An investigator takes photos near the scene of a small plane crash on Gabriola Island, B.C., Wednesday, Dec. 11, 2019. THE CANADIAN PRESS/Jonathan Hayward

An investigator takes photos near the scene of a small plane crash on Gabriola Island, B.C., Wednesday, Dec. 11, 2019. THE CANADIAN PRESS/Jonathan Hayward

Transportation Safety Board finishes work at B.C. plane crash site, investigation continues

Transport Canada provides information bulletin, family of victim releases statement

Three people were onboard the small plane that crashed on Gabriola Island earlier this week, Transport Canada has confirmed.

According to a preliminary information bulletin posted on the department’s website, three people were killed when a Piper PA-60-602P Aerostar plunged into a wooded glen on Gabriola in the evening hours of Dec. 10.

The update notes that the plane was nearing the Nanaimo Airport when it reported an “equipment issue” and then deviated from its approach and ultimately dropped off radar. The twin-engine plane was arriving from Eastern Sierra Regional Airport in Bishop, Calif.

The Transportation Safety Board released an update Friday evening notifying that it has completed its work at the crash site.

“Investigators spent three days documenting the aircraft, interviewing witnesses, and collecting data. The wreckage has been removed from the site and will be securely stored for further analysis over the coming days and weeks,” the update noted.

The TSB will now work to classify the accident, which will determine the scope of the investigation to follow.

B.C. Coroners Service confirmed three people died in the plane crash in a news release issued Friday afternoon. Although the identities of the victims were not disclosed, the news release notes that a man from Mill Bay, B.C., “and two other decedents, one male and one female” were onboard the aircraft.

The Mill Bay man was Alex Bahlsen, 62, a member of the Nanaimo Flying Club.

In a statement released to media, the Bahlsen family said it is “absolutely devastated” about the news and described Alex as a loving husband, father, and grandfather who was “just a short flight away.”

“We knew this day could come; however, Alex always had a way of making us feel like it never would,” the family said.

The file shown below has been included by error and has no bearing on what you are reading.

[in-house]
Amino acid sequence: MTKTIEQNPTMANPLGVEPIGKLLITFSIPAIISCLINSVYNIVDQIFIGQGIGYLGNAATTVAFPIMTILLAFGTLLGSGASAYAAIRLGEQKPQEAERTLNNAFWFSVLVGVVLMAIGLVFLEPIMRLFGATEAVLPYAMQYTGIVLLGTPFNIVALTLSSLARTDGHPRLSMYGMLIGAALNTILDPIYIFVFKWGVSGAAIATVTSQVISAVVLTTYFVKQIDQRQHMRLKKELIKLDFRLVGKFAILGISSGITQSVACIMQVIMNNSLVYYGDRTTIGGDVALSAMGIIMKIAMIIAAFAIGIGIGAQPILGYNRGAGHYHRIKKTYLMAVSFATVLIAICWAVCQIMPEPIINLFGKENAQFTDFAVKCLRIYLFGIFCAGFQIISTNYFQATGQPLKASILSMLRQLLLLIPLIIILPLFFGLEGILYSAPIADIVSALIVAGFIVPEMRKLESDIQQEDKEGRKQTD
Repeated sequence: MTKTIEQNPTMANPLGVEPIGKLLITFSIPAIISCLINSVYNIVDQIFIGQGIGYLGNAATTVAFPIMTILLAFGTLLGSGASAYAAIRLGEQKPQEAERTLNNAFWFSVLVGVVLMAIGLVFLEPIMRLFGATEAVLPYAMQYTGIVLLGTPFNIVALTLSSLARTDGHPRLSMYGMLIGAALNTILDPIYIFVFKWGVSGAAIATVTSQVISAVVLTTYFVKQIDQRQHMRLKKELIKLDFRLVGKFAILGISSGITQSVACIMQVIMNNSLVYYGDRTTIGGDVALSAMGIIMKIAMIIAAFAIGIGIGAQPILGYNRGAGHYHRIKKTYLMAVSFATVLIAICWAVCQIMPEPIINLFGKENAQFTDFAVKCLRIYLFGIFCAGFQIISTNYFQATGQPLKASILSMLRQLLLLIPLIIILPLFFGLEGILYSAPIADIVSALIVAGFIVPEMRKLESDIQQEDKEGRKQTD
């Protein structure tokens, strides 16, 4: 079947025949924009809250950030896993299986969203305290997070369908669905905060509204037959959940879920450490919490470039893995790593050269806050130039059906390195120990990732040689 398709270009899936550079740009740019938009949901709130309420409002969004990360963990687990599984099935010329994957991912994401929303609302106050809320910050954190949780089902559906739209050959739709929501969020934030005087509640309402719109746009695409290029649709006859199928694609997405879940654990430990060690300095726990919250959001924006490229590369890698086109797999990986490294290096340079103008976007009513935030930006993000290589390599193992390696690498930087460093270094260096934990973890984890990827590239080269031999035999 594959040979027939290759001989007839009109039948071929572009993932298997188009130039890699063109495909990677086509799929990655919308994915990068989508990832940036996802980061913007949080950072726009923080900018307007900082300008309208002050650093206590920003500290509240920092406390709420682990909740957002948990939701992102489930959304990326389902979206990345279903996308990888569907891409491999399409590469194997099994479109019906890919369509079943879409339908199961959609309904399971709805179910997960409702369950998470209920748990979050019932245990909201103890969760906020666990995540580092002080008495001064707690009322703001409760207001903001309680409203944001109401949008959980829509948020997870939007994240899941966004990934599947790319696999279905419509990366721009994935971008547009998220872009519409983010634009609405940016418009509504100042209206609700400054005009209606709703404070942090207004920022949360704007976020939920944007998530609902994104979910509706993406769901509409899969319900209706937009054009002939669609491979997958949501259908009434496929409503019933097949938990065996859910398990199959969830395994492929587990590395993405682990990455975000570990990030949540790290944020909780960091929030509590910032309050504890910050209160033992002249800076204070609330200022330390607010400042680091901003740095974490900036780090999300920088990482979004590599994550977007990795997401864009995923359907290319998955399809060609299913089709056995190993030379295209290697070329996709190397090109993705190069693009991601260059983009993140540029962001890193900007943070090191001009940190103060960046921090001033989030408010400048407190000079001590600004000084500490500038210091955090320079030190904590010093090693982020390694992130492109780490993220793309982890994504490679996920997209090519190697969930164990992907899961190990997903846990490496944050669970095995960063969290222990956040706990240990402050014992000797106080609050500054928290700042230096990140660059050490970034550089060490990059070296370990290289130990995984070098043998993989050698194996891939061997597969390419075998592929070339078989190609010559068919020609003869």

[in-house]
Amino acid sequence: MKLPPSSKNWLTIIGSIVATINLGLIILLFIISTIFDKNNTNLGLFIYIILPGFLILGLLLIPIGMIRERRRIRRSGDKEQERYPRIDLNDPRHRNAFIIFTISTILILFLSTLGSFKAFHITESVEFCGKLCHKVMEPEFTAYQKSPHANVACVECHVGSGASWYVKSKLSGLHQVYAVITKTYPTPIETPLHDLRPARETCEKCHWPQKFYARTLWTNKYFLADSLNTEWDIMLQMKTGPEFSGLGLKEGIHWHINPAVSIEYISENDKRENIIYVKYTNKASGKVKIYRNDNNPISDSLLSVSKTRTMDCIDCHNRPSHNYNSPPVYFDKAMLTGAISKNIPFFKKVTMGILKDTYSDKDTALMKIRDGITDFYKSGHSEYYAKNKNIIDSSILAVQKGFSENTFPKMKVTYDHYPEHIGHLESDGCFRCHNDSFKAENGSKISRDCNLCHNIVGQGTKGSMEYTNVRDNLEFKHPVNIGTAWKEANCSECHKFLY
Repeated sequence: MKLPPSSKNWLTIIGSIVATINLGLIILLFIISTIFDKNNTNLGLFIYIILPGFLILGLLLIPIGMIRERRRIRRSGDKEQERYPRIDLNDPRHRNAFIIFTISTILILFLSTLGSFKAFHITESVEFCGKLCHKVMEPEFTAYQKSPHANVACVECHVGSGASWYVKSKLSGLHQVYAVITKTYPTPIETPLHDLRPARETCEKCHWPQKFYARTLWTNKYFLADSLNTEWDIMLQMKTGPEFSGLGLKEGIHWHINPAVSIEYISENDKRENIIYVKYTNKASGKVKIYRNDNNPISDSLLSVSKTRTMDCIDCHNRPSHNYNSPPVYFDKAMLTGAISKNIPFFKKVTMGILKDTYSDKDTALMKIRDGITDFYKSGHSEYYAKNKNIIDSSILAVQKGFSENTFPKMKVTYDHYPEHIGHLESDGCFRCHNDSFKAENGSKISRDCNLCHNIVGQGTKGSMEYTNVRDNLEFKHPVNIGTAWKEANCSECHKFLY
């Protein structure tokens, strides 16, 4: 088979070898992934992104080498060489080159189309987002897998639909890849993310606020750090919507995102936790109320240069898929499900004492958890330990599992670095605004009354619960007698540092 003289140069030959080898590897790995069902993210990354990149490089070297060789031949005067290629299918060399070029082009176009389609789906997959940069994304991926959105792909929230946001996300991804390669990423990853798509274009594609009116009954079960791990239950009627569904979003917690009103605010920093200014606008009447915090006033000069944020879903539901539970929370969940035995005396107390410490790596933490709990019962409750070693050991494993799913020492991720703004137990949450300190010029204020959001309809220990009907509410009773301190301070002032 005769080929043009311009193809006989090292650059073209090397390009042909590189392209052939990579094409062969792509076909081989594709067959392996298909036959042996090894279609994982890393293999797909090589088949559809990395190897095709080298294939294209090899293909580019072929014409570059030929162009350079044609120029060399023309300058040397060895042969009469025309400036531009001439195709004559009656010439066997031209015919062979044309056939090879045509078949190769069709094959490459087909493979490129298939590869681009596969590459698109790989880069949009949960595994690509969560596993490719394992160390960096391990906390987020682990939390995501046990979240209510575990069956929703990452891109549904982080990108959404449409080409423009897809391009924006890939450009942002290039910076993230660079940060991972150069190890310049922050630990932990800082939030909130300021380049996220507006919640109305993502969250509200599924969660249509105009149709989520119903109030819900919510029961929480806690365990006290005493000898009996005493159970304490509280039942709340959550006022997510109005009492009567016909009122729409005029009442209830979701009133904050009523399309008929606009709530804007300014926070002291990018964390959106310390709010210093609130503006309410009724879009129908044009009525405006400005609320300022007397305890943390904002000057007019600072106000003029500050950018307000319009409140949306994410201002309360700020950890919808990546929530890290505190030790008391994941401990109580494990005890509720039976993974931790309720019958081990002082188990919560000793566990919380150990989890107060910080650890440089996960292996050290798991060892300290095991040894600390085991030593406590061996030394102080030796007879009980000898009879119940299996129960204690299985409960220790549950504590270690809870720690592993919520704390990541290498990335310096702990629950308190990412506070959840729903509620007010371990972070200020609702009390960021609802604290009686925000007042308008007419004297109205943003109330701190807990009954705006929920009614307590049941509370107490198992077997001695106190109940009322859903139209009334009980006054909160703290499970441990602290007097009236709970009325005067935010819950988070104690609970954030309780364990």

They said flying was Alex’s true passion.

Alex was taken from us while he was doing something he loved,” they said. “He never hesitated to share the joy of flying with others and the beauty from the air that captivated him. Alex believed that ‘it’s always sunny above the clouds.’”

A celebration of life for Bahlsen will be held at the Bomber Command Museum of Canada located in Nanton, Alta. on Dec. 20. A memorial fund will be established in his name “so others can share in his passion of flying” according to the family.

On Wednesday, the Nanaimo Flying Club posted a statement on Facebook paying tribute to Bahlsen and describing him as a “amazing pilot, mentor and friend” with unwavering professionalism.

Benjamin Werbski, vice-president of the Nanaimo Flying Club, told the News Bulletin that Bahlsen was a great person and leader, was highly respected, and will be remembered by the flying club as “really positive and a nice guy.”

“Everybody knew his plane,” Werbski said.

RELATED: Process to identify those killed in Gabriola plane crash could take days

He said Bahlsen’s death has hit the club hard.

“It’s very sad when something like this happens,” he said. “It affects the entire community and the general aviation community.”

While Bahlsen’s death has impacted the flying club, Werbski said pilots of all ages are well aware of the risks associated with flying.

“Unfortunately, these things happen and they happen more frequently than you want to see…” he said. “It’s a sad thing to have occurred but once the TSB gets down to the root of the problem, we all learn from it. You have to.”

Werbski said the Nanaimo Flying Club will do something in Bahlsen’s honour in the near future.